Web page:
As your child is likely not allowed to call or text during school hours, you should not be calling or texting your child during these times either. Cell phones offer the emotional comfort for parent and student to easily get hold of one another in the event of an emergency or change of plans, well within the guidelines of the school, so talk about their proper use ahead of time.

    Evening and weekend use of technology can be helpful in terms of accessing homework, completing assignments and garnering help from classmates. Encourage the use technology in family spaces rather than in one’s room, and review your child’s usage on a regular basis. Computer safeguards and parent controls are widely available on line, and many families find them helpful. Parental control software like Net Nanny, helps parents to filter inappropriate content and set screen time limits. Parents can set up user profiles by child and either designate an allotted number of hours a day for internet access or set specific hours’ internet access is not allowed.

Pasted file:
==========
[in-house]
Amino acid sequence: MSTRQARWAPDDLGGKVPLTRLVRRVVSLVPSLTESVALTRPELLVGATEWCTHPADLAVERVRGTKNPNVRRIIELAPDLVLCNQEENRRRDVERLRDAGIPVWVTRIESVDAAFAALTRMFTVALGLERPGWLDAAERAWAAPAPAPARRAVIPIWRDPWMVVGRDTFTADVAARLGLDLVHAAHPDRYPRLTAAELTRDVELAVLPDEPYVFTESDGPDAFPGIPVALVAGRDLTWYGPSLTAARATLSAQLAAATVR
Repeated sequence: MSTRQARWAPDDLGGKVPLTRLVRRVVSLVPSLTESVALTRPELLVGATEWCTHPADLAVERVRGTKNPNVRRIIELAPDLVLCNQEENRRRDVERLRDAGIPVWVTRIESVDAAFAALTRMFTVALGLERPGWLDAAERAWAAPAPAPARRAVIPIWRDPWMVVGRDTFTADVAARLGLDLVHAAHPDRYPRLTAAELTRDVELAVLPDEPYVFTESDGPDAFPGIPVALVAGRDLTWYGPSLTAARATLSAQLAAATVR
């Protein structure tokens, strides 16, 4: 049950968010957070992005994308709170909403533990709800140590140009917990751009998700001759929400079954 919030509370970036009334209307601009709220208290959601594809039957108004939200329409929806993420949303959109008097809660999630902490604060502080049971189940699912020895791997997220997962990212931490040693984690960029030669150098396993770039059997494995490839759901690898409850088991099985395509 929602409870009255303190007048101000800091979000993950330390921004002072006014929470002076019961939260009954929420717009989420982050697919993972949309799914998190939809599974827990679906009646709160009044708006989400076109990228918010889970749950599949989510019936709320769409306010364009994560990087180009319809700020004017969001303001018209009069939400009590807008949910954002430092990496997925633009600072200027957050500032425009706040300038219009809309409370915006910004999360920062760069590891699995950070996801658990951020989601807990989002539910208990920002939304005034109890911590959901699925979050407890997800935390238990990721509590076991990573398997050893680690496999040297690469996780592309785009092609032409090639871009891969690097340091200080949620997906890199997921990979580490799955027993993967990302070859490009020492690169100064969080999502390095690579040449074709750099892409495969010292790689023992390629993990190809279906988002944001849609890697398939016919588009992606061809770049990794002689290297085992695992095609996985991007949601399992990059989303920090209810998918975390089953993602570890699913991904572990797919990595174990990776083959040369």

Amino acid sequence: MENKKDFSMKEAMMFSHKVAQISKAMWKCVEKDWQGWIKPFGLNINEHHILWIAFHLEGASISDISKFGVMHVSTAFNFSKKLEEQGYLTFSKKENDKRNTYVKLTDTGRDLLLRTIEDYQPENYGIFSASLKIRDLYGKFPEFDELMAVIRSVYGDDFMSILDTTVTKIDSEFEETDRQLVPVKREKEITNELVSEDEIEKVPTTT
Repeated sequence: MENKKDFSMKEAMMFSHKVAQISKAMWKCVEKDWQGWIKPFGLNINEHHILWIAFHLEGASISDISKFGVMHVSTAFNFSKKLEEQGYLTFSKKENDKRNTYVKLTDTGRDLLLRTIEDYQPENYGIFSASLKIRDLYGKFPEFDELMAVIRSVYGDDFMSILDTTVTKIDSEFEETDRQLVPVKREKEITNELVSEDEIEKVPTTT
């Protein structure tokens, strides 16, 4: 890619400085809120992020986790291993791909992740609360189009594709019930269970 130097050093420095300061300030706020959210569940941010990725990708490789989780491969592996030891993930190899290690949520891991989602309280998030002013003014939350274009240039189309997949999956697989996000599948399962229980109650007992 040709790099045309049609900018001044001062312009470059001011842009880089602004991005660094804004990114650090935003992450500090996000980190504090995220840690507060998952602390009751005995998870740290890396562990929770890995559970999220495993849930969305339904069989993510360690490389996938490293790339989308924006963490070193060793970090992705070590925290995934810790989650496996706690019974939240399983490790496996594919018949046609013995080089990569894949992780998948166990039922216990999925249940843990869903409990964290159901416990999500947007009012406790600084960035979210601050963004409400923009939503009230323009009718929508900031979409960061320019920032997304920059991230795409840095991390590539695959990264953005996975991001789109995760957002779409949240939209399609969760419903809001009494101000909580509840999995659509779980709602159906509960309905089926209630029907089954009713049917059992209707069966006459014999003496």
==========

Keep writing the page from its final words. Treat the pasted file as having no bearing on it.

5. Most of All, Listen.Your middle school child will talk to you; but middle schoolers will often want it on their own terms. One word answers, bad moods, extreme hunger, despondent affect, silly laughter, and health concerns are different ways adolescents “talk” about their day, so practice patience as much as possible. Hold off starting your after-school conversations with the inevitable, “So, how did you do on your test? How much homework do you have?”

    All that information can come forth after some decompression. In the meantime, listen. Offer to give their friends a ride and listen to them talk. Hear their ideas, goals, worries, and stressors, and you’ll hear your own child’s mixed in.

Middle school is a big transition for the whole family. Make up your mind to enjoy the ride. Before long they will be driving and then will be off to college. Your goal: Getting them to navigate those transitions and life challenges independently—you’ve got this!